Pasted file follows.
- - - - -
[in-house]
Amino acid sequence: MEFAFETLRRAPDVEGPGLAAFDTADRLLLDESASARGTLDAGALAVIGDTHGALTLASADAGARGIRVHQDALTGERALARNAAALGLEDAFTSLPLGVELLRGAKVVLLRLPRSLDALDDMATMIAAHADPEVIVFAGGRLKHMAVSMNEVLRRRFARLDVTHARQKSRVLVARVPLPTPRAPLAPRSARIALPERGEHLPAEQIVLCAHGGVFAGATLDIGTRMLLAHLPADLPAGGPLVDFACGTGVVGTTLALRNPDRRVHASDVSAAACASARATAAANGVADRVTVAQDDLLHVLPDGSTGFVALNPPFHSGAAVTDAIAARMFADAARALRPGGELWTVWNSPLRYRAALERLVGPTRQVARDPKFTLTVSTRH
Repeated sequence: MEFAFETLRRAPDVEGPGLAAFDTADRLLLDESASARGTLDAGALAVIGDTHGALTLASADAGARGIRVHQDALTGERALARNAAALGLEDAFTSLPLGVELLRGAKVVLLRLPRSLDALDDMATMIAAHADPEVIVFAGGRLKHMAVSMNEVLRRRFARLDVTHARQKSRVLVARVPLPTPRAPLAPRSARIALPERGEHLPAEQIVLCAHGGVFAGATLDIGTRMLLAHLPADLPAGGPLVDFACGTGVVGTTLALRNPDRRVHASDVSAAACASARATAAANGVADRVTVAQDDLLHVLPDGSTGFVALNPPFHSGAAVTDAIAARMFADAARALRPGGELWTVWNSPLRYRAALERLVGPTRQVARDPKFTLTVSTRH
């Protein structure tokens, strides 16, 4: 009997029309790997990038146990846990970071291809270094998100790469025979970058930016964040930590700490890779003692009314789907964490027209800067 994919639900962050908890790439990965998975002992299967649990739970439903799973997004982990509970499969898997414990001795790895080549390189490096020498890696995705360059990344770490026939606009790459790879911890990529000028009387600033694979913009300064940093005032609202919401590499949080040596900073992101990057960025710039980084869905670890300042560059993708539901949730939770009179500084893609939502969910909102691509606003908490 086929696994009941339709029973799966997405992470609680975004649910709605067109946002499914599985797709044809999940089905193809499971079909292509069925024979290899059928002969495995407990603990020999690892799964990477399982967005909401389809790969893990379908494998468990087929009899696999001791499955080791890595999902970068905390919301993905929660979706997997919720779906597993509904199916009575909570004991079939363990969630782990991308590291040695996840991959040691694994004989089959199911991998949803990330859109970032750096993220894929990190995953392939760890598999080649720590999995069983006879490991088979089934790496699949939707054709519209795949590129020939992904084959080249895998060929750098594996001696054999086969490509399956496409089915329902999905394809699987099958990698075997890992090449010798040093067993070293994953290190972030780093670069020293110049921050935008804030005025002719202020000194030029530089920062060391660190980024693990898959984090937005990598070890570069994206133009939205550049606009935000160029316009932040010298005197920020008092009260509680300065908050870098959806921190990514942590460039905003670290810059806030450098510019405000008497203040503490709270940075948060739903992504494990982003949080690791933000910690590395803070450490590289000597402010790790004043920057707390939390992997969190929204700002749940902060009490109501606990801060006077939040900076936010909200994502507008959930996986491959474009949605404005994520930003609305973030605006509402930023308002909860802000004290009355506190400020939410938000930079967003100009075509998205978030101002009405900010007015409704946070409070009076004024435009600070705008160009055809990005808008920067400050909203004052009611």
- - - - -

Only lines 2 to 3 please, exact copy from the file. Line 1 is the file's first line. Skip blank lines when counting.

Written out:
Amino acid sequence: MEFAFETLRRAPDVEGPGLAAFDTADRLLLDESASARGTLDAGALAVIGDTHGALTLASADAGARGIRVHQDALTGERALARNAAALGLEDAFTSLPLGVELLRGAKVVLLRLPRSLDALDDMATMIAAHADPEVIVFAGGRLKHMAVSMNEVLRRRFARLDVTHARQKSRVLVARVPLPTPRAPLAPRSARIALPERGEHLPAEQIVLCAHGGVFAGATLDIGTRMLLAHLPADLPAGGPLVDFACGTGVVGTTLALRNPDRRVHASDVSAAACASARATAAANGVADRVTVAQDDLLHVLPDGSTGFVALNPPFHSGAAVTDAIAARMFADAARALRPGGELWTVWNSPLRYRAALERLVGPTRQVARDPKFTLTVSTRH
Repeated sequence: MEFAFETLRRAPDVEGPGLAAFDTADRLLLDESASARGTLDAGALAVIGDTHGALTLASADAGARGIRVHQDALTGERALARNAAALGLEDAFTSLPLGVELLRGAKVVLLRLPRSLDALDDMATMIAAHADPEVIVFAGGRLKHMAVSMNEVLRRRFARLDVTHARQKSRVLVARVPLPTPRAPLAPRSARIALPERGEHLPAEQIVLCAHGGVFAGATLDIGTRMLLAHLPADLPAGGPLVDFACGTGVVGTTLALRNPDRRVHASDVSAAACASARATAAANGVADRVTVAQDDLLHVLPDGSTGFVALNPPFHSGAAVTDAIAARMFADAARALRPGGELWTVWNSPLRYRAALERLVGPTRQVARDPKFTLTVSTRH